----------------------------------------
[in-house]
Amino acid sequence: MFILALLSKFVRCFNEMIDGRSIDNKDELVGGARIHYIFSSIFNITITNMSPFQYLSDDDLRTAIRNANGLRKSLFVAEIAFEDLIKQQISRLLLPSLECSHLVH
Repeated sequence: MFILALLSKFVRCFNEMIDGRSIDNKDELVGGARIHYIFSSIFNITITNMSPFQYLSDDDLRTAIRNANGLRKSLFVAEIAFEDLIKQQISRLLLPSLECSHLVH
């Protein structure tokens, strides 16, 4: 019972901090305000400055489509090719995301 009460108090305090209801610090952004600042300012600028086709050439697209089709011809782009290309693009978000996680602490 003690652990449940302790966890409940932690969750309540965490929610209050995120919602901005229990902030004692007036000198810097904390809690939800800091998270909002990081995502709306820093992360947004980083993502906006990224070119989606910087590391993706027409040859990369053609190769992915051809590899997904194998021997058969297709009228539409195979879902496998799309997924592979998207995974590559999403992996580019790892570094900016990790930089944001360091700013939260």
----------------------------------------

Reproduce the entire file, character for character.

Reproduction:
[in-house]
Amino acid sequence: MFILALLSKFVRCFNEMIDGRSIDNKDELVGGARIHYIFSSIFNITITNMSPFQYLSDDDLRTAIRNANGLRKSLFVAEIAFEDLIKQQISRLLLPSLECSHLVH
Repeated sequence: MFILALLSKFVRCFNEMIDGRSIDNKDELVGGARIHYIFSSIFNITITNMSPFQYLSDDDLRTAIRNANGLRKSLFVAEIAFEDLIKQQISRLLLPSLECSHLVH
């Protein structure tokens, strides 16, 4: 019972901090305000400055489509090719995301 009460108090305090209801610090952004600042300012600028086709050439697209089709011809782009290309693009978000996680602490 003690652990449940302790966890409940932690969750309540965490929610209050995120919602901005229990902030004692007036000198810097904390809690939800800091998270909002990081995502709306820093992360947004980083993502906006990224070119989606910087590391993706027409040859990369053609190769992915051809590899997904194998021997058969297709009228539409195979879902496998799309997924592979998207995974590559999403992996580019790892570094900016990790930089944001360091700013939260």